Tuesday, December 1, 2009
"Evidence suggests that animal-assisted therapy (AAT) can have a positive effect on a patient's psychosocial, emotional and physical well being," said Julia Havey, RN, study presenter and senior systems analyst, Department of Medical Center Information Systems, Loyola University Health System (LUHS). "These data further support these benefits and build the case for expanding the use of pet therapy in recovery."
Animal lover Havey, and colleague Frances Vlasses, PhD, RN, NEA-BC, began raising puppies to become assistance dogs more than a decade ago through a program called Canine Companions for Independence (CCI). The non-profit organization provides highly trained assistance dogs to people with physical and developmental disabilities free of charge.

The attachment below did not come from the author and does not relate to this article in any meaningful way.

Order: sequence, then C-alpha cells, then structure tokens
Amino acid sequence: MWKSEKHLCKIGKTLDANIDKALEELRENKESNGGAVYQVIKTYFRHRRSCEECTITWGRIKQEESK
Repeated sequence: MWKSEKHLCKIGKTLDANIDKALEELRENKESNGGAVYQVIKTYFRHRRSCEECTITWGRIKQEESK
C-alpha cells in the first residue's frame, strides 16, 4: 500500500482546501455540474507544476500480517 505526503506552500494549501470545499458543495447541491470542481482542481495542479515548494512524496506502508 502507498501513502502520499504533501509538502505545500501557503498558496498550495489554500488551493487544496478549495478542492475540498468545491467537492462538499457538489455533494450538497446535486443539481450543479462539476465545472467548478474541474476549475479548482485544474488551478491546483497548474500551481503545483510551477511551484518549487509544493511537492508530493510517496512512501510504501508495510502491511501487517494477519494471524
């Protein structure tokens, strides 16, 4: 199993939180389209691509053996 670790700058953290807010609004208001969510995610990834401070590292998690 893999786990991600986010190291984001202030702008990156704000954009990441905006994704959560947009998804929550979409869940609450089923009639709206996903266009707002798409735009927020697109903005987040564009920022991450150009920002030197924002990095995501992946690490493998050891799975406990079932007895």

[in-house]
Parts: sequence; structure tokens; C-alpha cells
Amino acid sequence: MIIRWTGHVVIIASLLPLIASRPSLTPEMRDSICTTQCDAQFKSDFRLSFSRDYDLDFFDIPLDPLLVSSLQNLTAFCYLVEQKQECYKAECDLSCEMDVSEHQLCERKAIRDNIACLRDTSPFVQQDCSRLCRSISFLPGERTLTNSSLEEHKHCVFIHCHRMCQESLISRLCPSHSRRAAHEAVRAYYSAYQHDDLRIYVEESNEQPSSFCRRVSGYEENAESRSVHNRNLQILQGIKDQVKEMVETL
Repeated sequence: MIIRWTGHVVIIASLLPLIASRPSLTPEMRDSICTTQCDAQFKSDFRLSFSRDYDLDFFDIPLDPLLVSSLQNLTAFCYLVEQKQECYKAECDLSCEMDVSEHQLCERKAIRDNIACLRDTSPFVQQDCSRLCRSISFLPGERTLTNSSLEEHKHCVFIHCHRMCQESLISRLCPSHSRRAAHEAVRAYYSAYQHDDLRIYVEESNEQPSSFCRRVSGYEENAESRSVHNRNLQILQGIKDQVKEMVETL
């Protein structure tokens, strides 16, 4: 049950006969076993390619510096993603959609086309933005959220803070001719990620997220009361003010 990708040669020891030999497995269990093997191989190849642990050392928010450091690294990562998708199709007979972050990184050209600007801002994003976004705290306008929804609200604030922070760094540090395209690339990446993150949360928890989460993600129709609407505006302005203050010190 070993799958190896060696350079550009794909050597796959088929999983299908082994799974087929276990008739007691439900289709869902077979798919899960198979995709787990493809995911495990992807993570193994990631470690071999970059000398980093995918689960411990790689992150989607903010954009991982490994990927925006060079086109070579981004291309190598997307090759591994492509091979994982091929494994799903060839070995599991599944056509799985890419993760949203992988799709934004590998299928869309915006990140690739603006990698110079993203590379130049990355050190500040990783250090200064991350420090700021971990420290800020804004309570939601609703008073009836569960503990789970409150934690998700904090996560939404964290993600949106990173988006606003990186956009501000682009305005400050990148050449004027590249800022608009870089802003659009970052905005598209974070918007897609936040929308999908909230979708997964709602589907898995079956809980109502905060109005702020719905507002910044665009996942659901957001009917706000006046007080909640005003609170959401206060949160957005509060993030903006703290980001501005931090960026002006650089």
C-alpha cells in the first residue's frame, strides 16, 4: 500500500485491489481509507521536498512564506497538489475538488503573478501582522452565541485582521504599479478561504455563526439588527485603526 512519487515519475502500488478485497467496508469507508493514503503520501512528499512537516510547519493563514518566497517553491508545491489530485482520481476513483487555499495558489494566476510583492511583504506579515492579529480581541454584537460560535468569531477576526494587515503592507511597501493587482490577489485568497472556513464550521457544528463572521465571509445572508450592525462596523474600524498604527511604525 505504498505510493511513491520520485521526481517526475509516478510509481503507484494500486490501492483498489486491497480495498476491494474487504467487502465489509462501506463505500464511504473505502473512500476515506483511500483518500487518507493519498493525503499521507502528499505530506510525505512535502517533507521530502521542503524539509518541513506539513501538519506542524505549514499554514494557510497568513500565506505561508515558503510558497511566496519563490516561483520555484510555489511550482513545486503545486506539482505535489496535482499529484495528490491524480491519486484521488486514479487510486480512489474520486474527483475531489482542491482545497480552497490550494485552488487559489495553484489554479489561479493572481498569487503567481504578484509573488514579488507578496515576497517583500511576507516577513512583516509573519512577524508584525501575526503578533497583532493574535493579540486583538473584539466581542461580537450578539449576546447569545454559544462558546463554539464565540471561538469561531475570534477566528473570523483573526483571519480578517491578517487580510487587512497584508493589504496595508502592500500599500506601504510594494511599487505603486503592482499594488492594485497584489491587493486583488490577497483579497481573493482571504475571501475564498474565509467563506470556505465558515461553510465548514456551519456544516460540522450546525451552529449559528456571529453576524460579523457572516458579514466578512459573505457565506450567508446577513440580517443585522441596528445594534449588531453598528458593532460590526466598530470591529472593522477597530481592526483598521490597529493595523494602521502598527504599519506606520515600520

Skilled companion dogs are trained to work with an adult or child with a disability under the guidance of a facilitator. Disabilities served include cerebral palsy, muscular dystrophy, autism and Down's syndrome. A skilled companion also can serve as a social bridge to people who are not used to relating to a person with disabilities.
Hearing dogs are trained to recognize and alert partners to various sounds, such as a doorbell, alarm clock or smoke alarm. The average service life of each dog is eight years. After that time, the dog retires to live out its golden years as a pet.
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